I had some unexpected cash on hand having been given an unexpected bonus check from my employer and it clicked I could do what I always wanted to do: make that Singing Call record I always wanted to do. The problem was I had so many songs in my head I was not sure which to do. I thought about it and thought I have found the perfect song. I contact Paul with my idea and he reminded me that if I wanted to go through with this “You will lose money” but we’ll make the best singing call possible. I then told him the song I wanted to do, he listen to it and gave me advice that the song was too slow and it would need to be brought up 20% faster which would make it hard to call and it would lose the feel of the original song. At first I was upset but then it hit me, I took a listen to it at +20% and realized he was right, it would not work, Paul could have taken my money, kept me happy by making exactly what I wanted to make but instead he was dedicated to making great music . So I started at square one and I went through my “wish list” again and came up with a list of three songs, I passed all three by Paul and he said all would work. Of those three my choice was “Hip To Be Square” by Huey Lewis.
With the song set things started to progress faster than I ever thought they would. Very soon Paul took the original song and cut it up into seven segments and adjusted the tempo to fit dancing, this way I could have an idea how it would sound. He also introduced me to the music master Buzzy Smith who in my opinion is a music making genius. At this point we weren’t 100% sure on how we wanted the music “phrased” did we want the line “It’s hip to be square” repeated over and over or did we want to shake things up a bit? Not an easy question to answer. Buzzy cut “rough” tracks of each idea.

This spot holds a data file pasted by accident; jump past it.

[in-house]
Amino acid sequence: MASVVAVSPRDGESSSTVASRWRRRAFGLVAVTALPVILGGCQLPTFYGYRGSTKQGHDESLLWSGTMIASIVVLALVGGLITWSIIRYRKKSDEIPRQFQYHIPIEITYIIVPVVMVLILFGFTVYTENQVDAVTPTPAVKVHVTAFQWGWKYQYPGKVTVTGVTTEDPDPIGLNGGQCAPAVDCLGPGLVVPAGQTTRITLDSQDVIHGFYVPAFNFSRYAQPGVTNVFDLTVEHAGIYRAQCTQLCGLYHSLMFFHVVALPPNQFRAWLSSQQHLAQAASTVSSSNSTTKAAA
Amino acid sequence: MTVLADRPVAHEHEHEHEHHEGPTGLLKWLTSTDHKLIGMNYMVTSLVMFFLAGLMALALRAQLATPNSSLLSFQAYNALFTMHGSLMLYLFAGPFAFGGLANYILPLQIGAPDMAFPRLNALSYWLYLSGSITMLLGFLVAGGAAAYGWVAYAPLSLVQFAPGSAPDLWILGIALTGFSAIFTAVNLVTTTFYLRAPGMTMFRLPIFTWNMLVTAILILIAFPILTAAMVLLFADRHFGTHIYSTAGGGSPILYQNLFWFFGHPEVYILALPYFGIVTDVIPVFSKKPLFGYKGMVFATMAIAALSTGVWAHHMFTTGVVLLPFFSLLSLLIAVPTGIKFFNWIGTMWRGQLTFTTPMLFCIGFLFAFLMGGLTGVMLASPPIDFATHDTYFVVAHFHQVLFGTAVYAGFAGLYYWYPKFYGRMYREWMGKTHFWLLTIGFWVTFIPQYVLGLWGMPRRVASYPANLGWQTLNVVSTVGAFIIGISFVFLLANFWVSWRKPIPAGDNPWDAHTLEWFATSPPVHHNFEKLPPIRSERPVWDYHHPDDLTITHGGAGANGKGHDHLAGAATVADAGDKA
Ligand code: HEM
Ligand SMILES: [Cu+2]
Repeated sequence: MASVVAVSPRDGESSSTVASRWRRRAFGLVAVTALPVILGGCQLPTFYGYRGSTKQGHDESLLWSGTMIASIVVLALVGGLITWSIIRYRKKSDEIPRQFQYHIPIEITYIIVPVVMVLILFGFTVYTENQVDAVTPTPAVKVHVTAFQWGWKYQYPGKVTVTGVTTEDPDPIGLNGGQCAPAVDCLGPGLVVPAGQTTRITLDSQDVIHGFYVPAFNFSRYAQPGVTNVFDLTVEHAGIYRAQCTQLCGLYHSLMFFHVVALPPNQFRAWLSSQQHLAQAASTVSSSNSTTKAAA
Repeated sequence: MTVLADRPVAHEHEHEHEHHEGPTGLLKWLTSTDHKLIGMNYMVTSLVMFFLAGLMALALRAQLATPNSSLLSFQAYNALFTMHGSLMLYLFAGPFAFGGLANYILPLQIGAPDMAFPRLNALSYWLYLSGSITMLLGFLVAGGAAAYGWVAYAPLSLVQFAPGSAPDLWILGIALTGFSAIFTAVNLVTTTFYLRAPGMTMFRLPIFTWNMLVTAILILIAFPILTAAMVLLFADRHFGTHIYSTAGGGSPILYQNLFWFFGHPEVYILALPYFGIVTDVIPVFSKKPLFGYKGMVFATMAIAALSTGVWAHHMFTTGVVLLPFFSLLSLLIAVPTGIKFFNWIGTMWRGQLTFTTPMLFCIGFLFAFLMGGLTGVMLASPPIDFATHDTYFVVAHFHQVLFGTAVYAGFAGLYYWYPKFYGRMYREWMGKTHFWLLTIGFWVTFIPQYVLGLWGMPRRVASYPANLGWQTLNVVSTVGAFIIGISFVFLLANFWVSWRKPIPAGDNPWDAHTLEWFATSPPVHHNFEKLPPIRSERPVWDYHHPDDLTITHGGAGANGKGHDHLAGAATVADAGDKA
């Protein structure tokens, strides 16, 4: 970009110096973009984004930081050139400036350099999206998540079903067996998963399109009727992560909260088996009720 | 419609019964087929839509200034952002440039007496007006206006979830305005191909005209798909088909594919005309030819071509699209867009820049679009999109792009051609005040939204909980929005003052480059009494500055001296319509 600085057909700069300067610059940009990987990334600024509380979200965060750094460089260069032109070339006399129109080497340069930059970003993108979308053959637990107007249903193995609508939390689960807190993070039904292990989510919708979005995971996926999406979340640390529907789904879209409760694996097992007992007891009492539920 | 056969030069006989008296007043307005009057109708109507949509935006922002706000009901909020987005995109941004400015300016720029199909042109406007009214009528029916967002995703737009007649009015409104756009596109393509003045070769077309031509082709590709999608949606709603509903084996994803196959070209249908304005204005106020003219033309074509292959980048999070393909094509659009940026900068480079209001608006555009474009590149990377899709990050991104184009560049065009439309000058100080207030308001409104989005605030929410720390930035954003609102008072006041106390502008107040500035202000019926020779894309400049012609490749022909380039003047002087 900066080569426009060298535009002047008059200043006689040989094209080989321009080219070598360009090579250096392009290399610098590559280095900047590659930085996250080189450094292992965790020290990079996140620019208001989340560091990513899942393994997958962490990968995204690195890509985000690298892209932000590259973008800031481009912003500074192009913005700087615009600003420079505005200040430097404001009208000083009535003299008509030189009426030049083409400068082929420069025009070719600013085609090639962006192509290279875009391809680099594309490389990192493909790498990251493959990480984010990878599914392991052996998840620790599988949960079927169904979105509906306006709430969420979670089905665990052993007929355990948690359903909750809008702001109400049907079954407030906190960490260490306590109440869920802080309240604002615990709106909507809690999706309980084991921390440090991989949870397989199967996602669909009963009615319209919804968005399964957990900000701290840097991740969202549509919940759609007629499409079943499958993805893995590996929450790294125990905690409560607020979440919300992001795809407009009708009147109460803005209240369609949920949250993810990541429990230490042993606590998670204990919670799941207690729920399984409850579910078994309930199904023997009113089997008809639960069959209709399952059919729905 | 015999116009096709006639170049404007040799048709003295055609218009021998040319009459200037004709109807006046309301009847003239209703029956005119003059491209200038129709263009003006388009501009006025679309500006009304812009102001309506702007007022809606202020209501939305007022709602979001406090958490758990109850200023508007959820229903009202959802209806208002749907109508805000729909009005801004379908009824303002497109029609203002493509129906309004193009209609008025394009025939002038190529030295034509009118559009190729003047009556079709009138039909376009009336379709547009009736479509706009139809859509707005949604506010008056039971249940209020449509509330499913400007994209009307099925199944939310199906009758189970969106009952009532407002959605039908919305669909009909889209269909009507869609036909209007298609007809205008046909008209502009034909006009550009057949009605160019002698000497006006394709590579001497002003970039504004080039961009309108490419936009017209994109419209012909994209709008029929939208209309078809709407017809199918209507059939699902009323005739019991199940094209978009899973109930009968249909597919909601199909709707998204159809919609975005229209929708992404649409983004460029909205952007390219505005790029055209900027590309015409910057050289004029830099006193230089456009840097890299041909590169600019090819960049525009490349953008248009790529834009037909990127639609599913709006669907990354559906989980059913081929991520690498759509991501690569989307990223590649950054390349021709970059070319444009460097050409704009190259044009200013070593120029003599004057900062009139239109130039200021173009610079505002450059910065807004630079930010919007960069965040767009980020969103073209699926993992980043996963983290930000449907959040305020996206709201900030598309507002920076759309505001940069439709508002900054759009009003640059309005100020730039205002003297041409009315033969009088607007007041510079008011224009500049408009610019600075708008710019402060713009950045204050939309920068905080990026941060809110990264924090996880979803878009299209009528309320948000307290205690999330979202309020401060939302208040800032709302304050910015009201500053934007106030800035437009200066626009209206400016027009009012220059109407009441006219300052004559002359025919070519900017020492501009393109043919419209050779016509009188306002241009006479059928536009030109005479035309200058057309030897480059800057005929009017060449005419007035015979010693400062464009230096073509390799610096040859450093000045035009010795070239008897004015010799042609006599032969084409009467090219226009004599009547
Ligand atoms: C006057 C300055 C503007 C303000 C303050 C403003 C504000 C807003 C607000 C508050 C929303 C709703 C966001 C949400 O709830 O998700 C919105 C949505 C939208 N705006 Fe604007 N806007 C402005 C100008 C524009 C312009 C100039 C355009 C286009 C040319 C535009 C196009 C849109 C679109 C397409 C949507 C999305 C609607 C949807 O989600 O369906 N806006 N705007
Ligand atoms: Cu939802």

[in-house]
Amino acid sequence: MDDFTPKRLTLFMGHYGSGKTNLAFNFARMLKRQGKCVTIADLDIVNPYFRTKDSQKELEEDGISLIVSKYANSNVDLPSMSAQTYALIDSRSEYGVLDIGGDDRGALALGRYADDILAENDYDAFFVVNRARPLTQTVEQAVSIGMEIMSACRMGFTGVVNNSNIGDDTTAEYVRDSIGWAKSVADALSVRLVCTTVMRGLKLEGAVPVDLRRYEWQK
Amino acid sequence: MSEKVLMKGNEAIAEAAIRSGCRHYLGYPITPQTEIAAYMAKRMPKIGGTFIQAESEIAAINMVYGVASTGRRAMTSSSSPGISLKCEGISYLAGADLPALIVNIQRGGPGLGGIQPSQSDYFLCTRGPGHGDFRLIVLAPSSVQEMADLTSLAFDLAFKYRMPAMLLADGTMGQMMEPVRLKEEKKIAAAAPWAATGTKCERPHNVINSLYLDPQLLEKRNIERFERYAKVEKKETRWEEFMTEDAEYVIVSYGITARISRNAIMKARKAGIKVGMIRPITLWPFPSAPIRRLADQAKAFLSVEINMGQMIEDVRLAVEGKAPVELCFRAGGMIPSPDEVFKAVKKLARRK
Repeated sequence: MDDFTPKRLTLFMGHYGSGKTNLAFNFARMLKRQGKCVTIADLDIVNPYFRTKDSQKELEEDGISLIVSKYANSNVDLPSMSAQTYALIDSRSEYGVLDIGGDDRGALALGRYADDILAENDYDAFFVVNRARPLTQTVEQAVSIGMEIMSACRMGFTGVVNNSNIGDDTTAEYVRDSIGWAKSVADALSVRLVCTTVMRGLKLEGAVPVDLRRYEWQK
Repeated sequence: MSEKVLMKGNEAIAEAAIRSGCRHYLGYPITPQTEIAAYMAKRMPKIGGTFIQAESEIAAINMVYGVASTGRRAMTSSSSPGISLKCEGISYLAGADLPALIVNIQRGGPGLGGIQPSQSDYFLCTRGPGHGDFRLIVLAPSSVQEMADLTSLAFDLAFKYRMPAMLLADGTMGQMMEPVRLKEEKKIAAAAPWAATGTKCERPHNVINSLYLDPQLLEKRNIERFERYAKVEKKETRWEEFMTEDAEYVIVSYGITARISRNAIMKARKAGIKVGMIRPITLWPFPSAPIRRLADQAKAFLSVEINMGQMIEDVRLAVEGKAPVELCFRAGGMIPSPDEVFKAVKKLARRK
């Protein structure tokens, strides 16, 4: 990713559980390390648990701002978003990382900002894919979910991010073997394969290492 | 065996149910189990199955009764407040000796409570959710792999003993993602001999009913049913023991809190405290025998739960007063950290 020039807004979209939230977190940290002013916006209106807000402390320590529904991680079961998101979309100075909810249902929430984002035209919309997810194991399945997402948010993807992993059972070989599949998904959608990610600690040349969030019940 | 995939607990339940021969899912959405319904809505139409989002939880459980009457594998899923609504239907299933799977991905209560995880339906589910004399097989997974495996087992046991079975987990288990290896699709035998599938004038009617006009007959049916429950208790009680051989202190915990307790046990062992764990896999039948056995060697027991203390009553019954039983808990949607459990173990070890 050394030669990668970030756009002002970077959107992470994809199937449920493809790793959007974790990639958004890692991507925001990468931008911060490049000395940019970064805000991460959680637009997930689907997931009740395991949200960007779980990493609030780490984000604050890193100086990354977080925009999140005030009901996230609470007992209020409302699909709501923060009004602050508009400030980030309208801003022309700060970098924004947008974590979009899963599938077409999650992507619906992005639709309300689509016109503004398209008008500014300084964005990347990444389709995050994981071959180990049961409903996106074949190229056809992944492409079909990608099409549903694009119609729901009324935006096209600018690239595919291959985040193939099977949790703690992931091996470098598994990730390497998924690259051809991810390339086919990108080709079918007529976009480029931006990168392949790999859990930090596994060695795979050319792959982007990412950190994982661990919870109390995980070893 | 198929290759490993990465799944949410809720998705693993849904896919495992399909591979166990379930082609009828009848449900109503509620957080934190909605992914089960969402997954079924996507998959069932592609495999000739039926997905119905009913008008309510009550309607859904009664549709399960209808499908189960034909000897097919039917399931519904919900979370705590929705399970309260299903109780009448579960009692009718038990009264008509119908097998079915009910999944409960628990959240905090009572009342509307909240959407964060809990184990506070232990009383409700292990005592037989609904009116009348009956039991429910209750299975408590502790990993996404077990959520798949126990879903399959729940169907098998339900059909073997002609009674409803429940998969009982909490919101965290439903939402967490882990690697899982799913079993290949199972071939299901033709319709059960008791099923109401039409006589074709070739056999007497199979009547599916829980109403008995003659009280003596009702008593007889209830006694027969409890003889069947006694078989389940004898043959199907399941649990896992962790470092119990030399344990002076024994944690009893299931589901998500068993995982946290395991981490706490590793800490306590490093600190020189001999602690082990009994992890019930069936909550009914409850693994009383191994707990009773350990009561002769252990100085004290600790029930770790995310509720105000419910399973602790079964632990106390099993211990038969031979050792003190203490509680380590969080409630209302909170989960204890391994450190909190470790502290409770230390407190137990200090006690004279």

What is a rough track? In this case it’s Buzzy making an all-electronic synthesized version of the song so we could hear and try the different versions. You’ll be surprised because these rough tracks are not so rough, in my opinion they were as good or better than most finished singing calls on some labels. It was these rough cuts that, with my permission, Paul let a few select national callers preview and in one case used *at a dance* to see if it worked and how the crowd reacted to it. Once we got that feedback and Paul again reminded me “You Will Lose Money” we decided to shake things up by not being repetitive and pressed forward.
There was constant contact with Paul and Buzzy during the next phase. The finish product would need a live Brass section which did come at a price but not as much extra as you would think, once I agreed with that a recording date was set and done. Buzzy then mixed the recording I was sent an almost final MP3 to cut my vocal.
Now, Ego is in Texas and I am in Maryland, it would have been nice to fly down to Buzzy’s studio to record my vocal but that would add way too much cost. Instead I found a local recording studio and they got in contact with Buzzy’s so they could put down the right kind of track. I practiced and practiced until I could call it in my sleep. I arrived and was able to lay down my vocal in well under an hour studio time. The vocal track was sent to Buzzy and the final mix was AWSOME.
I was shocked with how fast the process was, we started the ball rolling in May and I debuted the song at my club in July. Paul and Buzzy were so helpful and explained things I did not understand in a very clear way. They also have a passion for making music and are not afraid to tell you when something does not work. The other thing is honesty about this business, Paul reminded me that I would lose money so many times it was almost funny but indeed appreciated.
In The End Was It Worth It?
Yes, in the end it was worth it and I will be making another singing call with Ego. The process, while sometimes stressful it was an enjoyable stress (if that makes any sense) and I know a few national callers are now using “Hip To Be Square” which is nice but not the point of why I did this. Ego, there I said it, my Ego was the reason and what a great label name, Paul and myself are not in this to make money, we are losing money, but to know that maybe someday when we are long gone some caller might still be using “Hip” at a dance, that makes me smile. I own records that are over 40-50 years old or older that are still in my active rotation so who knows?